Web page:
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Updated: Jul 27, 2022

Honouring David Raleigh Webster

Last week the Jerramungup community came together to commemorate the sacrifices made by the men and women of Australia on ANZAC Day. It was a moving service made even more special thanks to the research of Neil Foreman who shared the story of one of Jerramungup’s fallen soldiers, David Raleigh Webster.

Private David Webster (far right, back row) with members of 5 Platoon B Company 6th Battalion Royal Australian Regiment (6 RAR). Source: Australian War Memorial

Private David Webster

Service Number #571398

6RAR 6th Battalion 5 Platoon B Company

While playing with the kids at Roe Park back in November, I strolled over and had a look at the war memorial while they played. On the memorial is the name of David Raleigh Webster who was killed in Vietnam 1967.

I looked his service number up on the Australian War Memorial website on my phone as I stood there and decided I had to share his story with you all. The journey I took to find out about him was simply fascinating and ultimately very, very sad indeed.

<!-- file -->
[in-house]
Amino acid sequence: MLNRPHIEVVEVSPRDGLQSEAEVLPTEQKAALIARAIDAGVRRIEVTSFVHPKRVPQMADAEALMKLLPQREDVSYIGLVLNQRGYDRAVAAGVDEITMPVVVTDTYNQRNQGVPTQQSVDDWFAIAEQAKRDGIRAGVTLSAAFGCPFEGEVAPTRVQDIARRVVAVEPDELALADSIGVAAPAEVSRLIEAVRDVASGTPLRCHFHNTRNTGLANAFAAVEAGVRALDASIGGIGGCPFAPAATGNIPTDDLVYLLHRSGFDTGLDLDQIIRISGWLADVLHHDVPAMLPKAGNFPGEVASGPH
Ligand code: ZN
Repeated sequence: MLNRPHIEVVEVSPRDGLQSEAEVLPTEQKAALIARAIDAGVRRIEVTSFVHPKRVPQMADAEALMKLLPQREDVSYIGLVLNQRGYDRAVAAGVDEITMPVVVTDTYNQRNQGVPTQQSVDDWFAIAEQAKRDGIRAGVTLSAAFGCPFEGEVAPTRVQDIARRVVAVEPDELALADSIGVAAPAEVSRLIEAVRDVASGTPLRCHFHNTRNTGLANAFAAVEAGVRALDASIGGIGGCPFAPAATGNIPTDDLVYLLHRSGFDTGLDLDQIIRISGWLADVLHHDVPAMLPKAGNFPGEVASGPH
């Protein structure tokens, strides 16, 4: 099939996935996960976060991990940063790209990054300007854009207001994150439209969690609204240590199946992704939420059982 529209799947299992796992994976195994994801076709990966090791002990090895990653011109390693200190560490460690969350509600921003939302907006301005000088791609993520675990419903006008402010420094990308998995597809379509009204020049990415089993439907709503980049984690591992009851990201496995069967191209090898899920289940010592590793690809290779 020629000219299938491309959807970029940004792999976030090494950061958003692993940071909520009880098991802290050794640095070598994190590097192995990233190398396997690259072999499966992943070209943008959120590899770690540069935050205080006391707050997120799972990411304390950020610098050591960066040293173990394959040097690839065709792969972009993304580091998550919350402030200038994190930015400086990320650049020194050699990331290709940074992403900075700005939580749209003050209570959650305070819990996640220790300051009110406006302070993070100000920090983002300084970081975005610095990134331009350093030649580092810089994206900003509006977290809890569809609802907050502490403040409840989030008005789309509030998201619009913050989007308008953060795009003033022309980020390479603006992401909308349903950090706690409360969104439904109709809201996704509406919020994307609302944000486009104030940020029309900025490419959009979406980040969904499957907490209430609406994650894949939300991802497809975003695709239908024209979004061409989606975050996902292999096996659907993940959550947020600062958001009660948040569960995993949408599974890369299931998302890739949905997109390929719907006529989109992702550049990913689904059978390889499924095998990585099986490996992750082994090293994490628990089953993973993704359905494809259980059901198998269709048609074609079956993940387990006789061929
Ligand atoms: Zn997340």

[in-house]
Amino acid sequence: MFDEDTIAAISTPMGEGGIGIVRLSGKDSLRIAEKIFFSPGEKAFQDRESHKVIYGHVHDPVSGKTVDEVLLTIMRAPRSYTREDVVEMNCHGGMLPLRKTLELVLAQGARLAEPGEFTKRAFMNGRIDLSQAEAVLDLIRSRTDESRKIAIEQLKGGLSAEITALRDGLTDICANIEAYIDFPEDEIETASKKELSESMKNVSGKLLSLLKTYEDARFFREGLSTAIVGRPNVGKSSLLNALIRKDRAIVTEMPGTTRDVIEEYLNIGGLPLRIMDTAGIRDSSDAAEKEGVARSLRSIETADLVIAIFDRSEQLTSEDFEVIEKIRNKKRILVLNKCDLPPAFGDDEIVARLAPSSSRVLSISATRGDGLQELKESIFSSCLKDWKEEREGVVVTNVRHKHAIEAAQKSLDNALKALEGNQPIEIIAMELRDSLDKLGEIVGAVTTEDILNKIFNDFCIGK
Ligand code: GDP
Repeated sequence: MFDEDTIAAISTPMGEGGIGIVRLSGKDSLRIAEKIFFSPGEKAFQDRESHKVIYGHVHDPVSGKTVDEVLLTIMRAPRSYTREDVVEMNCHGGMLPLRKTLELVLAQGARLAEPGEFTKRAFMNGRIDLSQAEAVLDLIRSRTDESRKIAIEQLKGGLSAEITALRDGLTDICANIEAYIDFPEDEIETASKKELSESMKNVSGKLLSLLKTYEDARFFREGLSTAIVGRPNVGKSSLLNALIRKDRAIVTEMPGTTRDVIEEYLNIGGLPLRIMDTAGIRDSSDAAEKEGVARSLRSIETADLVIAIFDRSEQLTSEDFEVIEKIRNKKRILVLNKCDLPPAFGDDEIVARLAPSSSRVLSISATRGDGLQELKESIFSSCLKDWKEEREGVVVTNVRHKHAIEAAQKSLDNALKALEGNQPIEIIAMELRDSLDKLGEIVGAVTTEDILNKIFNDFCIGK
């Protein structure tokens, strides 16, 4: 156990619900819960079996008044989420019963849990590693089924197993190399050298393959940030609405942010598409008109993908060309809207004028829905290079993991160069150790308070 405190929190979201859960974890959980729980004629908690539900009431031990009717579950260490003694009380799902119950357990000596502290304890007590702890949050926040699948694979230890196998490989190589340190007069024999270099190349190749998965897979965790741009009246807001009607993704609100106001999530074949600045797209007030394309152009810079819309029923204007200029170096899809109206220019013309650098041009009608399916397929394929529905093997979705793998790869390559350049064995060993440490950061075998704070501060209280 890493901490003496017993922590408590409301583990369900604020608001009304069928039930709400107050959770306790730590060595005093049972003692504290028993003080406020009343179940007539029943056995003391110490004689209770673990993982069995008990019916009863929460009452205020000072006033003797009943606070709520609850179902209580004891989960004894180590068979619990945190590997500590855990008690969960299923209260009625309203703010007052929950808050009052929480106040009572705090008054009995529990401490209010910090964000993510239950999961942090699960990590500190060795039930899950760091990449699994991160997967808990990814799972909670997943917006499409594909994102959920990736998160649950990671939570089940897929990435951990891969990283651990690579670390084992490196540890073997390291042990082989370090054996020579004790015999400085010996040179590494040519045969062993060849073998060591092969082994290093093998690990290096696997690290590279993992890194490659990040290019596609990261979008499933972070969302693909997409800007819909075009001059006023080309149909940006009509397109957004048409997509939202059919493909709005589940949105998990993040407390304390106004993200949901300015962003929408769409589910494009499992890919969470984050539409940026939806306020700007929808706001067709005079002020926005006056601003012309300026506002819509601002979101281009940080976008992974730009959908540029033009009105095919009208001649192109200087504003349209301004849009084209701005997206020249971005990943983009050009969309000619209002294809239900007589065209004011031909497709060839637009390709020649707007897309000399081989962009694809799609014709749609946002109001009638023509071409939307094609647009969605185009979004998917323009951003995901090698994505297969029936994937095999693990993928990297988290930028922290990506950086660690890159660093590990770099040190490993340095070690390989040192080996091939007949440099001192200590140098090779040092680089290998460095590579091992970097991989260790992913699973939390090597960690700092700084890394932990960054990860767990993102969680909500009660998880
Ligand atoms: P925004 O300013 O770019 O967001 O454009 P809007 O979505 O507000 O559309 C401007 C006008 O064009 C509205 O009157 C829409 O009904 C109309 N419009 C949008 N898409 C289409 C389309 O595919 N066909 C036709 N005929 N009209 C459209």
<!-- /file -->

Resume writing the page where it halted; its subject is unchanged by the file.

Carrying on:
The Webster’s previously had the farm which Malcolm & Ellen Turner now call home just west of Needilup. The story going around was that the Webster’s had lost a son in Victoria, that being the reason they had moved to WA, but this version of events was only hearsay at best. There was a sister, but no one knew her married name, and his mum & dad had obviously passed. I was at a loss to know where to turn next.

I knew that the family had all gone to Geelong Grammar, so I got in contact with the Geelong Grammar Old Boys Association, who told me that the family had come from Boweya in country Victoria. I then contacted the local historical society in Boweya, they had told me that one of their members was a Webster, her husband’s name was David also, and oddly he had fought very close by at the same time in Vietnam. And when our David was Killed in action, they were worried it was their David that had been killed.

Sometime later, The Old Boys Association had called me back to say not only had they found David’s sister, but they had talked to her and that she would love to tell me about her brother. I also had the privilege of talking to his Commanding Officer Lieutenant John O’Halloran, and one of his best friends in the company Private Tony Trevenen.